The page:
Killing of hostages revives drone policy debate

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U.S. citizen Warren Weinstein and Italian national Giovanni Lo Porto were hostages of al Qaeda — unlike the terrorists usually in the crosshairs of armed U.S. drones — and their inadvertent deaths have revived the debate over whether such killings are good policy.

President Obama and congressional leaders promised to investigate how the two kidnapped aid workers died. But what's already known about the attack, which occurred in January but was only disclosed on Thursday, was enough to raise new questions about the administration's heavy reliance on drone strikes to fight Islamist terrorists.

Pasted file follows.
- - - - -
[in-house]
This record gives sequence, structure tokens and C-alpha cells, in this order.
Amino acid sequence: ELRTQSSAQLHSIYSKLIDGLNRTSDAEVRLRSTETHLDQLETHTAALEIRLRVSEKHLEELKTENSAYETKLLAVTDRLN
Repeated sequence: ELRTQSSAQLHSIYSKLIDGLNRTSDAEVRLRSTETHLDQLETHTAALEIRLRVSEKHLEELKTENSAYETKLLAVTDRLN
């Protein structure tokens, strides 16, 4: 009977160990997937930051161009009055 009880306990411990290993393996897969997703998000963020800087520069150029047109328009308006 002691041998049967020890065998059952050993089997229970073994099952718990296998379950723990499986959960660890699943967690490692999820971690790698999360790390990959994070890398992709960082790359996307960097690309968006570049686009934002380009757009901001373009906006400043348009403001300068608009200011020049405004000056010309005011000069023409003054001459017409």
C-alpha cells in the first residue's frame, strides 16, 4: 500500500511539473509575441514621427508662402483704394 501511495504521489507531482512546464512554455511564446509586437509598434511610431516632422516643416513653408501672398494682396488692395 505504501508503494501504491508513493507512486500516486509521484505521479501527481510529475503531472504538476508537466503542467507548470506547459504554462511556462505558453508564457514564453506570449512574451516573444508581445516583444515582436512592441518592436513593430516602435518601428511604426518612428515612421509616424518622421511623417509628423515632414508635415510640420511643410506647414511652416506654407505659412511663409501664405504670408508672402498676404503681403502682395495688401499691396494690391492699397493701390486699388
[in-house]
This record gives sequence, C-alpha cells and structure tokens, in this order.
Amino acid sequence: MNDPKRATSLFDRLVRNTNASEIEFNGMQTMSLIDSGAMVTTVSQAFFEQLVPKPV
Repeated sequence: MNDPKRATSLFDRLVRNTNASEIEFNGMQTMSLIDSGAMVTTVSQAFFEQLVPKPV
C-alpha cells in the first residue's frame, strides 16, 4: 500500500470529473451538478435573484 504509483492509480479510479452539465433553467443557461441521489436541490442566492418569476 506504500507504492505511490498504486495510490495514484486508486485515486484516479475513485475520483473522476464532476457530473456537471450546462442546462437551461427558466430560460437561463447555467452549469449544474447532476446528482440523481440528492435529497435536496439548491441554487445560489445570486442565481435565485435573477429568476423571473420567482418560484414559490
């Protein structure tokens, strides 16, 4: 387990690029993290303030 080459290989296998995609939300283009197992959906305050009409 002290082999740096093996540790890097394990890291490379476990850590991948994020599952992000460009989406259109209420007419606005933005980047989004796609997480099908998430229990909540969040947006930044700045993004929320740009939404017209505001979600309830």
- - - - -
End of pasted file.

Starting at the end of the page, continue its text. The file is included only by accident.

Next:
The White House also disclosed Thursday that two other U.S. citizens who also were wanted al Qaeda terrorists were killed in January. Ahmed Farouq was killed in the same strike that killed Weinstein and Lo Porto; Adam Gadahn, the first American indicted for treason since World War II, died in a separate strike.

Those deaths bring to seven the total number of U.S. citizens killed in drone strikes aimed at suspected terrorists since Sept. 30, 2011, when al Qaeda leader Anwar al-Awlaki was killed in Yemen. In addition to Yemen, U.S. drones have targeted suspected terrorists in Pakistan, Afghanistan, Somalia and Syria.